Workouts to try:
- Walk 30-60 minutes per day.
- Very light jogging.
- Riding a stationary bike.
- Abdominal Breathing exercise.
Workouts to Avoid:
- Weight lifting.
- Rock climbing.
- Competitive cycling.
Avoiding the latter activities as they strain your abdominal muscles would be best. And this can lead to increased acid reflux.
C- Stress management.
Stress and anxiety can lead to a special type of GERD called “functional heartburn” or “reflux hypersensitivity.”
Stress and anxiety can lead to GERD-like symptoms that don’t respond to standard GERD treatments.
- If you suspect you have “functional heartburn,” talk to your doctor about this possibility and the optimum management (which may include pain-modulating medications).
- Try stress management techniques at your home.
- Practice Yoga.
Learn more about functional heartburn.
3- The only FOOD strategy that can cure GERD permanently.
Food may not have a direct, immediate impact on curing your GERD. No sufficient scientific evidence that diet can help your GERD. Diet modifications to improve GERD are not even routinely recommended for all patients in some GERD guidelines, such as the Canadian guidelines.
If you are OBESE, you can put a strategic food plan to lose weight. Losing weight in obese GERD patients can cure GERD permanently.
“A WEIGHT LOSS DIET PLAN IS THE MOST EFFECTIVE STRATEGY TO CURE GERD IN OBESE PATIENTS PERMANENTLY.”
This is the only way food can help cure your GERD.
On the other hand, certain foods and food habits can ruin your GERD. Avoiding these foods and food habits can significantly improve your acid reflux symptoms.
“No food can cure your GERD, But many foods (& food habits) CAN RUIN your GERD.”
Foods to avoid with GERD:
- Fatty foods, high fat-containing foods such as junk food.
- Caffeine, chocolate.
- Spicy food.
- Carbonated beverages.
Food habits to avoid in GERD:
- Large meals: eating one or two big meals daily can increase acid reflux. This is because a “full stomach” can increase the chances of reflux. Instead, eating small meals can help.
- Night meals: don’t eat 3-4 hours before bedtime.
4- MEDICATIONS: can they cure GERD Permanently?
An eight-week course of standard GERD medication (PPIs such as Esomeprazole) can reverse the esophageal damage caused by acid reflux in 86% of patients.
So, GERD medications are very effective, but…
This is not considered a permanent GERD cure as healing of esophagitis/esophageal erosions can reoccur again after discontinuing the medications.
This is because these medications are good for controlling GERD symptoms and complications but do not treat GERD cause.
And this is why GERD is generally considered a treatable (not curable) disease.
Also, the long-term use of GERD medications may have some drawbacks:
- Long Term PPIs use: is linked to some consequences such as dementia, kidney diseases, C. difficile infections, bone diseases, and others.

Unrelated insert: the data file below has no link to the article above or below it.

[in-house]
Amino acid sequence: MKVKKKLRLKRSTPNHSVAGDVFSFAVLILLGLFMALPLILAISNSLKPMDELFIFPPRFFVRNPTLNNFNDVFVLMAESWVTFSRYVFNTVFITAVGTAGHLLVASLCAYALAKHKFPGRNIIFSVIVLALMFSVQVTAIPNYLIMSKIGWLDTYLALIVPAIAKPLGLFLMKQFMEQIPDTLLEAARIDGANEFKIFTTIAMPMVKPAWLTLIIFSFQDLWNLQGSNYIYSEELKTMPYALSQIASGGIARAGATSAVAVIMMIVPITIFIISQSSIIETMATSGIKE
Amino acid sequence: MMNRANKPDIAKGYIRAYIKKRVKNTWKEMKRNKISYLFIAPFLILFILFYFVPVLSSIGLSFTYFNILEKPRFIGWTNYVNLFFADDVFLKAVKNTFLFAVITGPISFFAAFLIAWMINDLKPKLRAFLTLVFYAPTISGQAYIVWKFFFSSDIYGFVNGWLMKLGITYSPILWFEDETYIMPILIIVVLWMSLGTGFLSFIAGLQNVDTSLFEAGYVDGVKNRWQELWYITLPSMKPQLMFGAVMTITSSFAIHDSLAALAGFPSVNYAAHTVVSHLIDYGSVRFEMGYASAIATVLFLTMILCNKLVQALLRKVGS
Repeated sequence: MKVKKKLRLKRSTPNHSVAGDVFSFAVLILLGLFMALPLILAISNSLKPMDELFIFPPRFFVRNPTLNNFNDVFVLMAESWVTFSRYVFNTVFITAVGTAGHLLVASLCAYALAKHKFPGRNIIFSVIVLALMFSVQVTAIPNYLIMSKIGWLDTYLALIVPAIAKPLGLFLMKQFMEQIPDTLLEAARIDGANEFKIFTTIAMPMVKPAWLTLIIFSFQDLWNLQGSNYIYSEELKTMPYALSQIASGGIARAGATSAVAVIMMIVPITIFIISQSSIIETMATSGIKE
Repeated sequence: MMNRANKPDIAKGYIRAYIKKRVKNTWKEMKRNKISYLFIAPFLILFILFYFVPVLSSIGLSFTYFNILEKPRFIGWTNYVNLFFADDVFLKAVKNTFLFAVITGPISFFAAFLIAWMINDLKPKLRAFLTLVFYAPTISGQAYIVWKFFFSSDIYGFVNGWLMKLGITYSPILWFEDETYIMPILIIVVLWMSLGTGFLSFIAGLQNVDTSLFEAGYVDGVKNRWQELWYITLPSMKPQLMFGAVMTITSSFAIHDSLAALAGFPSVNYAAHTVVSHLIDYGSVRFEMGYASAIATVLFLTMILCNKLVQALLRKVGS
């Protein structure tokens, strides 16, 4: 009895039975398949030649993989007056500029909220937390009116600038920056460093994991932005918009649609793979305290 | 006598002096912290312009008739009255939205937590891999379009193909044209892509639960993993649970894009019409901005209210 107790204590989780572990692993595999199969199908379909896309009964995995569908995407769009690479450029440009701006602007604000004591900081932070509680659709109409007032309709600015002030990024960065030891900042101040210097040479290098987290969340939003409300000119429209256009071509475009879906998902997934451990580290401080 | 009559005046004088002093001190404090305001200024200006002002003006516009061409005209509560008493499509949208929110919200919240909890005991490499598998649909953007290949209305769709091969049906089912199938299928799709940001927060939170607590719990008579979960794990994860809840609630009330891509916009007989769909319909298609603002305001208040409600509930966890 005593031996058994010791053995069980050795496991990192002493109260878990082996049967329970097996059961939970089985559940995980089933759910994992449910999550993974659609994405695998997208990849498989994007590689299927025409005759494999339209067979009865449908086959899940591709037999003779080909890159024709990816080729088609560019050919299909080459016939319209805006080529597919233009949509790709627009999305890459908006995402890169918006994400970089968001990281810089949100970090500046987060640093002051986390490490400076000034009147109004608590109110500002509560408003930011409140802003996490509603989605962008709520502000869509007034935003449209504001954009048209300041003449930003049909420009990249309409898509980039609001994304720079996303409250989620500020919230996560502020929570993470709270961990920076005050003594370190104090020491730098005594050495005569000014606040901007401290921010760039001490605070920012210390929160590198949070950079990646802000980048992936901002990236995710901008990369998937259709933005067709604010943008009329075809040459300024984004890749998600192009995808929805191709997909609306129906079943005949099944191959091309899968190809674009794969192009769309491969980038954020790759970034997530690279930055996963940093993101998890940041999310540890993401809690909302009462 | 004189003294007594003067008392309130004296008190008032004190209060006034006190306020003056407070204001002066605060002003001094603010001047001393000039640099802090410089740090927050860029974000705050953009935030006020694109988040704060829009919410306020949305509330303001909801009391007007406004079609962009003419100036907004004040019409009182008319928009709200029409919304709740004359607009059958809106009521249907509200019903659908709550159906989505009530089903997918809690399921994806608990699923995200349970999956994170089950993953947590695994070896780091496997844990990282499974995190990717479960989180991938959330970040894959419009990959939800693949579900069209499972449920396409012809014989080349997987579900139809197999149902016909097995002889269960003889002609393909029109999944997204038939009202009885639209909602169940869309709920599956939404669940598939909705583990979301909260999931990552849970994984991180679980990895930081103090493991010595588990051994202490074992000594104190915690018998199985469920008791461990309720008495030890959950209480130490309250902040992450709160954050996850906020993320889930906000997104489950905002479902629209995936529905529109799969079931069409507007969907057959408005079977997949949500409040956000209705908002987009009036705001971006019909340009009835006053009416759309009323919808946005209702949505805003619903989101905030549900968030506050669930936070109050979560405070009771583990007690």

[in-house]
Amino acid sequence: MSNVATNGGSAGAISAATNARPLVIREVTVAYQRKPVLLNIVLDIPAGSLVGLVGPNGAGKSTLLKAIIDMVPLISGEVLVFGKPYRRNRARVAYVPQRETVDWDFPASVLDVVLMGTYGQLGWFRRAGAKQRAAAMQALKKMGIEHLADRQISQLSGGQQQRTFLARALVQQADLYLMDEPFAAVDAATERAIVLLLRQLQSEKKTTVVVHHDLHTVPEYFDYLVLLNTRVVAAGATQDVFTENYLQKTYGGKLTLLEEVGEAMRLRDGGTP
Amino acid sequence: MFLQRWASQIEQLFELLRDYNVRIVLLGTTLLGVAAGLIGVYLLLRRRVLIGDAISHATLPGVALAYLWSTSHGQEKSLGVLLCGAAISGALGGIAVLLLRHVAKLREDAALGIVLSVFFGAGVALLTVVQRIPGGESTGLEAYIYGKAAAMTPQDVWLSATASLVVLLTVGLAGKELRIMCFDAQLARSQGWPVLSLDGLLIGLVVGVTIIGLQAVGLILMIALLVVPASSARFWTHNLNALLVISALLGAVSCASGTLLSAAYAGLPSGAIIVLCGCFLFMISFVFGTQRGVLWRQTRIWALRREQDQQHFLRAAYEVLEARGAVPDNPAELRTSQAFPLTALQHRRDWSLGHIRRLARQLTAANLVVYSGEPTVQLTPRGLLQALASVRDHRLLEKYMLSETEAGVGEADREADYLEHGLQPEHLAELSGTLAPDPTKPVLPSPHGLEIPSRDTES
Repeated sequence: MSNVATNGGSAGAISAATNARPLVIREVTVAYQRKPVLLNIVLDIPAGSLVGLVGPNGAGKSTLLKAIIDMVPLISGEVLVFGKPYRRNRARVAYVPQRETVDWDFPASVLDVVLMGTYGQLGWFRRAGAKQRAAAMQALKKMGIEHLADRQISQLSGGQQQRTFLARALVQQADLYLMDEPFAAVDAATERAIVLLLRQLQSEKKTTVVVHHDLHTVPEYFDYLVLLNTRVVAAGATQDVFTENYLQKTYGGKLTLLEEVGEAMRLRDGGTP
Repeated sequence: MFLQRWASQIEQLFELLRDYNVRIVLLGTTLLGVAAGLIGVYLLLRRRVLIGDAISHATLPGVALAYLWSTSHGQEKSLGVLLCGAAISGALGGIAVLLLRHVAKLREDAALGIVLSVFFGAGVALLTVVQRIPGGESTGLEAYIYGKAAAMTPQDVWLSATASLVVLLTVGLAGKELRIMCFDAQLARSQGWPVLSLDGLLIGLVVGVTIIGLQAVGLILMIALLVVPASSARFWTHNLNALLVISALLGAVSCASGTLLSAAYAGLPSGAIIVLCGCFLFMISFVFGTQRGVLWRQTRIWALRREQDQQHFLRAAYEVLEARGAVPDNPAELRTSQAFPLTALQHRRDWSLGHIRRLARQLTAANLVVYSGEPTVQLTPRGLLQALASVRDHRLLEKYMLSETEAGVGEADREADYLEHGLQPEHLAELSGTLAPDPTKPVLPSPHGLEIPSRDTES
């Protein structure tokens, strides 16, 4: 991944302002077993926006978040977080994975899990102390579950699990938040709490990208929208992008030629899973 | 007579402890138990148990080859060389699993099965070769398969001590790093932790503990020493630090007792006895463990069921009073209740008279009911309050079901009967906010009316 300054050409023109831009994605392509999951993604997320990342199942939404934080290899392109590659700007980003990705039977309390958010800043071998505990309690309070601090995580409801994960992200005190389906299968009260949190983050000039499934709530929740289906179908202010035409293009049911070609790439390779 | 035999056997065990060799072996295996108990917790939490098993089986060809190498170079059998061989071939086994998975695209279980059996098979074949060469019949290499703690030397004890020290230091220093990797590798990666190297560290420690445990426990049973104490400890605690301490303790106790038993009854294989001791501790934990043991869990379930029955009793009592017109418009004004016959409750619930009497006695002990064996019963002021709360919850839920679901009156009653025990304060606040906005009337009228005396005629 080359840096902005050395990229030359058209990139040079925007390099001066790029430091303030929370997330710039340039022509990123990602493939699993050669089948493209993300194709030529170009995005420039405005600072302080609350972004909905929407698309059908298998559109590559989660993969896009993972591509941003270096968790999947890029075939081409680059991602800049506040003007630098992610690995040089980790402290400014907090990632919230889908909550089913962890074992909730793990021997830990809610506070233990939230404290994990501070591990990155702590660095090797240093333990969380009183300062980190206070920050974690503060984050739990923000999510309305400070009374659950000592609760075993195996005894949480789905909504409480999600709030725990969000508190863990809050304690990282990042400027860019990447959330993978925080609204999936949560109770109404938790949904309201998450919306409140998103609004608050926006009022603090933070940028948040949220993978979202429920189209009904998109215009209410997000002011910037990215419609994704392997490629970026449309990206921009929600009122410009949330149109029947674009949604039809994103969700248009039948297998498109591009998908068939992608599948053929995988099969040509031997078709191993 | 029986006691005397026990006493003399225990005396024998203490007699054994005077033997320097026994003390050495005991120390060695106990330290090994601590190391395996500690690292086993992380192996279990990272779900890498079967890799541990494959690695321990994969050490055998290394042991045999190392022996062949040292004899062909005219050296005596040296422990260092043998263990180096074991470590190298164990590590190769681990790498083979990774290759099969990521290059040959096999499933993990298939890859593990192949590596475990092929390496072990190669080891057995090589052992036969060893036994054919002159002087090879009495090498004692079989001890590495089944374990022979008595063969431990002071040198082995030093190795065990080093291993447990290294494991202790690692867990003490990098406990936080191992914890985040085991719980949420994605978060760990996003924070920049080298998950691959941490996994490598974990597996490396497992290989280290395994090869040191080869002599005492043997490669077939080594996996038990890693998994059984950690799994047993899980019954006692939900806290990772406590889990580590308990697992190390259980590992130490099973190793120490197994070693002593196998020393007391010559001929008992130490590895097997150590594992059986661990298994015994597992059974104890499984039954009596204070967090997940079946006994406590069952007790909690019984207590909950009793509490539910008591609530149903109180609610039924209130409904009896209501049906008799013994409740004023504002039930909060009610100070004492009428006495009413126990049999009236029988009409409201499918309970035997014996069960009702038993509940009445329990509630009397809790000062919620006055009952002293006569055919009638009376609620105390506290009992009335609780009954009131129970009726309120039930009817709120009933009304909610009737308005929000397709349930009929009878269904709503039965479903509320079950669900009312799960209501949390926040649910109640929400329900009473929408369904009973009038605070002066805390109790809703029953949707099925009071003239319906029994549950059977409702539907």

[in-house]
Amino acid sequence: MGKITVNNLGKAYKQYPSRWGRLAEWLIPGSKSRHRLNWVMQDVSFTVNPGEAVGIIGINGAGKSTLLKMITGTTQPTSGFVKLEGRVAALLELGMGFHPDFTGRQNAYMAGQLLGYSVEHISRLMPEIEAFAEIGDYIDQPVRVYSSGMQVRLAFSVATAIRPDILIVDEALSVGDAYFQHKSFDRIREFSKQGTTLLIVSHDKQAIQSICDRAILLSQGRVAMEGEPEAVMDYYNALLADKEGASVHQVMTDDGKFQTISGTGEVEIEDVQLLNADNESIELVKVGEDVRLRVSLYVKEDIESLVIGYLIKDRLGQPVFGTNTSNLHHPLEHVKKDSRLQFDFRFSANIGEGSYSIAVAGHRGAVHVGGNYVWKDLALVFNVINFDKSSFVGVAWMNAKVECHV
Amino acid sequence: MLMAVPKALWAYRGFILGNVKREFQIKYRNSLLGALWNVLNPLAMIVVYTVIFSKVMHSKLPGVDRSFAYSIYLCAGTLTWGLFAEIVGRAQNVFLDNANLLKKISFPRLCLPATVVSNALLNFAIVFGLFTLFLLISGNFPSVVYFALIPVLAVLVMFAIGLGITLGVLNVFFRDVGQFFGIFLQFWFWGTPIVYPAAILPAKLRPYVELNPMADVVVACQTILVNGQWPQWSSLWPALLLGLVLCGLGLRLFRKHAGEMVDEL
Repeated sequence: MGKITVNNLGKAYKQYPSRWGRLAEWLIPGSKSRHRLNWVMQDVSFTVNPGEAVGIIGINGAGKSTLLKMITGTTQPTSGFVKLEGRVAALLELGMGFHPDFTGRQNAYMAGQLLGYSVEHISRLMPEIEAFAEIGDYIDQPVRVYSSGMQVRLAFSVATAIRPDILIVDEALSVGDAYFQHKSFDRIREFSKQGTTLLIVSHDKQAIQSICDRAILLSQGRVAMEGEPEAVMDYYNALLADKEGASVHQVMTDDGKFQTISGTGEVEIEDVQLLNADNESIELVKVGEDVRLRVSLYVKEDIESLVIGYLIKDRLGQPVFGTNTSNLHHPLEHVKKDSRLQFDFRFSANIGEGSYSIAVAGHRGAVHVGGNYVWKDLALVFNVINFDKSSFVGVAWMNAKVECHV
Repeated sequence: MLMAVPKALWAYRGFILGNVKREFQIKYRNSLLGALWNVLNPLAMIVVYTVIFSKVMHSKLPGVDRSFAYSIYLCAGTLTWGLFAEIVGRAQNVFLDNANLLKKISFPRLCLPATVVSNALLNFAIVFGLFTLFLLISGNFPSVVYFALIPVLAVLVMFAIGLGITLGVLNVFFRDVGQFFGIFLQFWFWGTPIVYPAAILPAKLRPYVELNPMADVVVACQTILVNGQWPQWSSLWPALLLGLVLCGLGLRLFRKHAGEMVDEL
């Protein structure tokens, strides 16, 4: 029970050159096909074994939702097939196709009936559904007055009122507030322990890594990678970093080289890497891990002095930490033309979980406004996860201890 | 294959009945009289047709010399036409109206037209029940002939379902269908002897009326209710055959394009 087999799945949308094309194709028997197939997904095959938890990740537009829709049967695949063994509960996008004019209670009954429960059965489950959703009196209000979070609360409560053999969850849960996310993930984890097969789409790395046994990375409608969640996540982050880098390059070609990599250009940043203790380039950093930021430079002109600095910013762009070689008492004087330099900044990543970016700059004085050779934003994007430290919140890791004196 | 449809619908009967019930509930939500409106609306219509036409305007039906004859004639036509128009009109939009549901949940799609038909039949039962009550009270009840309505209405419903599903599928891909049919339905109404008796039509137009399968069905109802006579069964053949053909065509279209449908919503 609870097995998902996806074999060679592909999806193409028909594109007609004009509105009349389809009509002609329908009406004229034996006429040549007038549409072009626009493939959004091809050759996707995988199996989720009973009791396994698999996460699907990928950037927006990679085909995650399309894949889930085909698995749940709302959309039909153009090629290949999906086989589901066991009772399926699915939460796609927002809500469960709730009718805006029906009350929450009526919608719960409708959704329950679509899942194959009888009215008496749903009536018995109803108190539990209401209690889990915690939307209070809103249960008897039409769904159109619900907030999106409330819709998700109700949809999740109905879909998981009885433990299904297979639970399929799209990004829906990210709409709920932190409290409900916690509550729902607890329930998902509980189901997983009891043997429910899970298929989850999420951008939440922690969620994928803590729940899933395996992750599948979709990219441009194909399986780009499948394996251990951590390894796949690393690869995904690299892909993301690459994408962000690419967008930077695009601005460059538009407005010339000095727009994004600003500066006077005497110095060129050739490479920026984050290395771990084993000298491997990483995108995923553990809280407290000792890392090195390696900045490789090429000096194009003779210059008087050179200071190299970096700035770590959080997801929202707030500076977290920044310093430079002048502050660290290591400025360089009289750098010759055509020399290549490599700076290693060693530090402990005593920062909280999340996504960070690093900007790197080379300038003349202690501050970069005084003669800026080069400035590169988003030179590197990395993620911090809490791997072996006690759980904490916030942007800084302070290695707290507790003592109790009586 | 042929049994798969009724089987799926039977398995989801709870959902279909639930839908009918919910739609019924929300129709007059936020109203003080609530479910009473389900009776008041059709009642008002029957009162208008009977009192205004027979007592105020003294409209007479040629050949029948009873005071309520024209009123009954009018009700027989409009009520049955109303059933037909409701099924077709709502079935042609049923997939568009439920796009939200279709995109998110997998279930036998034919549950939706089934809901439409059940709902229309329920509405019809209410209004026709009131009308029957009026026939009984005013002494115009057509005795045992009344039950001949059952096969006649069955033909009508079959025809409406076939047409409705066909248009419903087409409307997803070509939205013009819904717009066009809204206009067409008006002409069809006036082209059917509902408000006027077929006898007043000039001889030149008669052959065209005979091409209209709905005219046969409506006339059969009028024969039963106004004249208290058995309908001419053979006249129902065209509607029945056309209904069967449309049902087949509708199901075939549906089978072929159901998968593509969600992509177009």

- Long-Term H2 blockers (Famotidine and Ranitidine): tolerance to H2 blockers (such as Zantac ®) develops rapidly. It can develop after one week of therapy. This limits its efficacy and its use in the long term.
- Long Term use of antacids: is also not advised due to their weak efficacy and the development of side effects such as diarrhea and kidney diseases. Don’t use antacids for more than two weeks without the consultation of your doctor.
Curing your GERD permanently is usually not achievable with medications. But medications are extremely important in controlling GERD flare-ups, preventing or reversing complications such as esophageal erosions or Barrett’s esophagus.
We advise you not to cease or continue any GERD medication by yourself.
Always work with your doctor to determine your best option. Your doctor can weigh medications’ benefits and drawbacks on your GERD and general health.
5- SURGERY can cure your GERD permanently, but shall you undergo surgery?
Long-term observational studies report that 90-95% of adults are satisfied with the results of their anti-reflux surgery.
After assessing 2655 Swedish GERD patients in a large study investigating the efficacy of anti-reflux surgery, the researchers found that 82.3% of patients had been cured permanently of GERD.
The remaining 17.3% had GERD recurrence. But most of them had controlled their GERD adequately with medications, and only a small fraction needed another GERD surgery.
This promising GERD surgery results doesn’t mean surgery is for everyone. Usually, we (doctors) have indications for GERD surgery as not all patients can benefit from this surgery.
Common reasons to think about surgery for your GERD are:
- You failed to improve with medical management despite optimal drugs and compliance.
- You have high-volume reflux.
- Having a large Hiatus hernia
- The endoscopy reveals severe esophagitis or esophageal complications such as benign stricture, Barrett’s esophagus.
- Another potential indication is extra-esophageal symptoms such as laryngitis, cough, asthma, and dental enamels; however, the study results about anti-reflux surgery are still controversial. Work with your doctor to determine the best option.
PRO TIP: If you suffer from GERD and obesity ( especially if you have Body Mass Index >40), talk with your doctor about Bariatric surgery.
Although bariatric surgery is not a direct anti-reflux surgery, you can permanently cure your GERD through weight loss. You can ask your doctor about the possibility and the efficacy of Bariatric surgery and the best type of operation that can help your acid reflux.